It’s important to remember that while any gas appliances owned by your tenants will not be your responsibility, as a landlord you will be held accountable for any connecting flues. The only exception to this rule is when the flue in question is used solely for the tenant’s appliance.
Gas safety record
Once your gas safety check has been carried out, you will receive a CP12 certificate, more commonly known as a Gas Safety Record or Gas Safety Certificate. Landlords are required by law to provide their tenants with a copy of this record within 28 days of the check being conducted or at the beginning of a new tenancy, should you have new tenants move in.
For short-term lets of 28 days or less, landlords are required to clearly display a copy of the record somewhere within the property being rented. Landlords are also required to keep copies of their gas safety records until two subsequent checks have been made.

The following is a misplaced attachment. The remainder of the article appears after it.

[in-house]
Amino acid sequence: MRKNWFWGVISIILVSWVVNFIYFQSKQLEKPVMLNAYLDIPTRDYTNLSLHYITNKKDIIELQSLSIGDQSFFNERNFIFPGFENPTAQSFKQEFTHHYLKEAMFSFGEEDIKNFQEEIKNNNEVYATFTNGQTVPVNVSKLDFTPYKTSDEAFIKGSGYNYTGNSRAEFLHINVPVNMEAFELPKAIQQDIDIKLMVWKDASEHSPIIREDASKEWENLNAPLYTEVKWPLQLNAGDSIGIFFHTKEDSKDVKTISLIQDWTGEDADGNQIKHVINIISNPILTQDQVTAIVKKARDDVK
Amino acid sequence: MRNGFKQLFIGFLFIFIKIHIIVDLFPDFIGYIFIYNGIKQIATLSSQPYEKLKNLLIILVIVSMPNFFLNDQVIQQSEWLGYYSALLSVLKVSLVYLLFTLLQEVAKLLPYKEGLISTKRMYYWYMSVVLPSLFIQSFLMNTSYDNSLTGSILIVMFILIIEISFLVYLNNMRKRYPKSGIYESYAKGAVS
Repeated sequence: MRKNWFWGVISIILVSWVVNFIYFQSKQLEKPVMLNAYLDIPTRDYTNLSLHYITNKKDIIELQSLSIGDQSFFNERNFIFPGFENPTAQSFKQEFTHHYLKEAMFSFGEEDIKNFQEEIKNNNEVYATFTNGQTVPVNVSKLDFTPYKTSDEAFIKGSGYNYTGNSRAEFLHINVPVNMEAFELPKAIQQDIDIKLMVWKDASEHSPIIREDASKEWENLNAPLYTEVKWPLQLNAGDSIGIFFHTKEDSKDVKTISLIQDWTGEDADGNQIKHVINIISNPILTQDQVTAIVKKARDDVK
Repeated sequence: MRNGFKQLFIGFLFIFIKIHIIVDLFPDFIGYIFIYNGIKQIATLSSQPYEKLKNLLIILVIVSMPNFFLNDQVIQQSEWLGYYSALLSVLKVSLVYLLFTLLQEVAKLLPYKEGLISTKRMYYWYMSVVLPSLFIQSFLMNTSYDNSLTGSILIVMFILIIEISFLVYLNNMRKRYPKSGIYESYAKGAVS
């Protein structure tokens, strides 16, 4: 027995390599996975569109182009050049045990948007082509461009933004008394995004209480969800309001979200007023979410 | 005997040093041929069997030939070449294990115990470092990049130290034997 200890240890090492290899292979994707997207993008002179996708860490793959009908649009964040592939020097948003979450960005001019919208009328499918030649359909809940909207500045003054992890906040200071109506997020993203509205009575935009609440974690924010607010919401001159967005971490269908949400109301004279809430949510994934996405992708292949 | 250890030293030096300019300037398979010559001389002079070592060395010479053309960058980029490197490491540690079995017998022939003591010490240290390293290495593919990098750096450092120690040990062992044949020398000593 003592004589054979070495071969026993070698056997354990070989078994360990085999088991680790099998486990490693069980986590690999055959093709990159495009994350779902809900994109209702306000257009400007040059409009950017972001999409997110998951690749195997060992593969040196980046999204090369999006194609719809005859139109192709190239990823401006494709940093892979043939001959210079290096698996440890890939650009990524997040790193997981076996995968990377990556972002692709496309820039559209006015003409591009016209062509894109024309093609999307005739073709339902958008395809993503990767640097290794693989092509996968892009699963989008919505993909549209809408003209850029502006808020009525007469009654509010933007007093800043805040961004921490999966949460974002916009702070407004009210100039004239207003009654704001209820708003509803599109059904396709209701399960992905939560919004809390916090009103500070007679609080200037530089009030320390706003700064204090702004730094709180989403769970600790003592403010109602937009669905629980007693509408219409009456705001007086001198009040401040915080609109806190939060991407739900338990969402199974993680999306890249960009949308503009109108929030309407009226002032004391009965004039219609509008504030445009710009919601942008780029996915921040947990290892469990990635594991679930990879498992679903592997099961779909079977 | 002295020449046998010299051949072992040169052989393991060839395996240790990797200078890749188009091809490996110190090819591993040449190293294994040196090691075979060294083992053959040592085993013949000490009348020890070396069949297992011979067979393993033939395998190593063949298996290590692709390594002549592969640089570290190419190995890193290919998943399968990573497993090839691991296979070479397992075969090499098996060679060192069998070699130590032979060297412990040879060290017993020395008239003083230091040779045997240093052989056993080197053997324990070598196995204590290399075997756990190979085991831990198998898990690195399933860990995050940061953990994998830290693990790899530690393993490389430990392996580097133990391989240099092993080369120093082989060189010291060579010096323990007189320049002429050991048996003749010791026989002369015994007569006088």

Maintaining gas equipment
Unsurprisingly, landlords are also responsible for the upkeep of all gas equipment within any property they rent out. This includes not only appliances, but also pipework, flues, and chimneys, too.
Where possible, manufacturer’s guidelines regarding servicing should be adhered to. If this isn’t available to you, then a regular annual check will usually be sufficient. Speak to your Gas Safe registered engineer for further guidance.
The annual gas safety check does not include installation pipework, but both the HSE and Gas Safe Register advise landlords to ask their visiting engineer to test for tightness throughout the gas system, including the installation pipework. They also recommend asking the engineer to conduct a visual check of all gas installation pipework wherever this is possible.
Landlords are not formally required to keep maintenance records, but it’s a good idea to do so, as you will need to demonstrate that any pipework, appliances and flues in your property have been regularly maintained and repaired where necessary.
That’s it for this Gas Safety Week post, we sincerely hope you found it useful and informative.